Chock and Bates are the only team to beat Virtue and Moir this season, finishing ahead of them in the free dance at Skate Canada. But their season has been uneven. Their performance at Skate Canada was a personal best, scoring 188.24. At the Grand Prix Final, they finished 6th and were beaten by Hubbell and Donohue for the first time. They took home the bronze medal from Four Continents, but were over 6 points behind the Shibutanis. Their scores at Skate Canada were so high because they received Level 4s on some of their step sequences, the first team to do so this season. But they haven’t been able to replicate that since. They did receive four 10.00 marks for their free dance at Four Continents. They have the 4th best short dance, 4th best free dance, and 4th best total scores.
Weaver and Poje have found themselves slipping in the last few seasons. They nearly won a World Championship in 2014 and medaled again in 2015. But they finished 5th last season. They won a silver and bronze on the Grand Prix, and failed to qualify for the Final this year. They finished 5th at Four Continents, their worst performance ever at that event (tied with 2008 and 2009). At Four Continents they had some program component marks in the 8s, which will not be good enough to get onto the podium at Worlds. Their levels are what’s giving them the biggest trouble this season. They have not yet scored a 4 on either step sequence in their short dance or their twizzles. They are the only top team not to receive a Level 4 on their twizzles this season, which costs them about 1 point per event. Their personal best was set at the World Team Trophy in 2015 when they scored 182.93. They have the 9th best short dance, 9th best free dance, and 9th best total scores.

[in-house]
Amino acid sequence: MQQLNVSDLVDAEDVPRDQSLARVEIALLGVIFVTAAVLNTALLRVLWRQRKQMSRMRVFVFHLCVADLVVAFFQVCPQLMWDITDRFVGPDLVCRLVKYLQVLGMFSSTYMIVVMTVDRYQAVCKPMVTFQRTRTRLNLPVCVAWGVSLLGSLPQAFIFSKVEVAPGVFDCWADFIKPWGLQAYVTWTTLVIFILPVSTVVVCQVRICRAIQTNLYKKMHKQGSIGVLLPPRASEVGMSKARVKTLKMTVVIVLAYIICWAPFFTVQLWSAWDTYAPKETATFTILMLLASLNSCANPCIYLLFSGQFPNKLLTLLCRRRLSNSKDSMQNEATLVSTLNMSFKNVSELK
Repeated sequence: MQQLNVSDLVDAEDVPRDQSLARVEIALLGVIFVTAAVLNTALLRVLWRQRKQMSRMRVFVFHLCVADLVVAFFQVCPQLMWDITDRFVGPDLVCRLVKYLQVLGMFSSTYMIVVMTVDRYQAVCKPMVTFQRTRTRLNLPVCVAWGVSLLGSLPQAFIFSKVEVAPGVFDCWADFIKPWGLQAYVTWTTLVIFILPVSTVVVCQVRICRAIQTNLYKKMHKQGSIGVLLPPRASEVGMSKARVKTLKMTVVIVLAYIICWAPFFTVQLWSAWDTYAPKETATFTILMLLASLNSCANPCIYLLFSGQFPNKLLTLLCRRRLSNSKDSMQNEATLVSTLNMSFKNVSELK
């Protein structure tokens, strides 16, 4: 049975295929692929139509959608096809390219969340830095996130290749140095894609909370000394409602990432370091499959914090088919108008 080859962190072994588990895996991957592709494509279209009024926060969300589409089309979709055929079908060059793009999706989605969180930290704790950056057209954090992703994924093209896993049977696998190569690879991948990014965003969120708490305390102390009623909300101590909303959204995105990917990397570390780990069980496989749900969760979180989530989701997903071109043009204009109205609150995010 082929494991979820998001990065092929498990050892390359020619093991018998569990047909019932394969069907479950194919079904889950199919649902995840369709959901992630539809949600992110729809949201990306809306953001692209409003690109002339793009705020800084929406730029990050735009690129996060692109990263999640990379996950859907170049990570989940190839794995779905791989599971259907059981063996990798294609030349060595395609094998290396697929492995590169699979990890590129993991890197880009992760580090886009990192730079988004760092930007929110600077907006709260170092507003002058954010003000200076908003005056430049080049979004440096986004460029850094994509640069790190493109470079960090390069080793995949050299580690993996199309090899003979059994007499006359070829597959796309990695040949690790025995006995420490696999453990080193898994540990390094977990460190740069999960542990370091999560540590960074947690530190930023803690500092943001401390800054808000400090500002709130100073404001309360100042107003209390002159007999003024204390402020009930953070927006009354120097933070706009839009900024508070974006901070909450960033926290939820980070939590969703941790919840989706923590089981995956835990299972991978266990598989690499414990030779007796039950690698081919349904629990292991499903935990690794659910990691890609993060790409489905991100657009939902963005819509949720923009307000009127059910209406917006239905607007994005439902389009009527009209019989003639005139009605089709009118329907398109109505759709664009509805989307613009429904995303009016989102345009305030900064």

Gilles and Poirier won two bronze medals on the Grand Prix this season. They finished 6th at Four Continents last month and 8th at Worlds last season. Their personal best came from Skate Canada this year, when they scored 182.57. They have the 7th best free dance and 8th best total scores.
Hubbell and Donohue finished 4th at Four Continents, but they were 5 points from the podium. They did set a personal best at that event, scoring 180.82. They won a pair of silver medals on the Grand Prix to qualify for the Final where they finished 5th. They placed 6th at Worlds last season. They have the 8th best short dance and 10th best total scores.
Other teams looking to crack the top ten include Stepanova and Bukin and Guignard and Fabbri.
Virtue and Moir, the Shibutanis, Chock and Bates, Papadakis and Cizeron, and Cappellini and Lanotte have all scored above 40 points in the short program for their technical score. Virtue and Moir hold the top mark of 42.16 with the Shibutanis the next closest at 40.85.
Virtue and Moir, Papadakis and Cizeron, the Shibutanis, and Bobrova and Soloviev have scored above 37 points in program components in the short dance. The top mark was set by Virtue and Moir at 38.37 with Papadakis and Cizeron having the second highest score of 37.83.
For the free dance, Virtue and Moir, the Shibutanis, Papadakis and Cizeron, Chock and Bates, and Gilles and Poirier have scored above 56 points on the technical side. Virtue and Moir again have the highest mark of 59.25 with the Shibutanis setting the second highest mark of 58.43.
In program components, Virtue and Moir, Papadakis and Cizeron, the Shibutanis, Bobrova and Soloviev, and Cappellini and Lanotte have all scored above 56 points in program components. Virtue and Moir have the highest score of 58.14 with Papadakis and Cizeron setting the next highest mark of 57.61.
Virtue and Moir have a significant lead in all aspects of competition and that is without hitting the top levels on their step sequences. Papadakis and Cizeron have the second highest artistic marks while the Shibutanis have the second highest technical marks. What this podium is going to come down to is who can hit the Level 4s and how close will the gap on the artistic side be between the French and the Americans.
My podium predictions: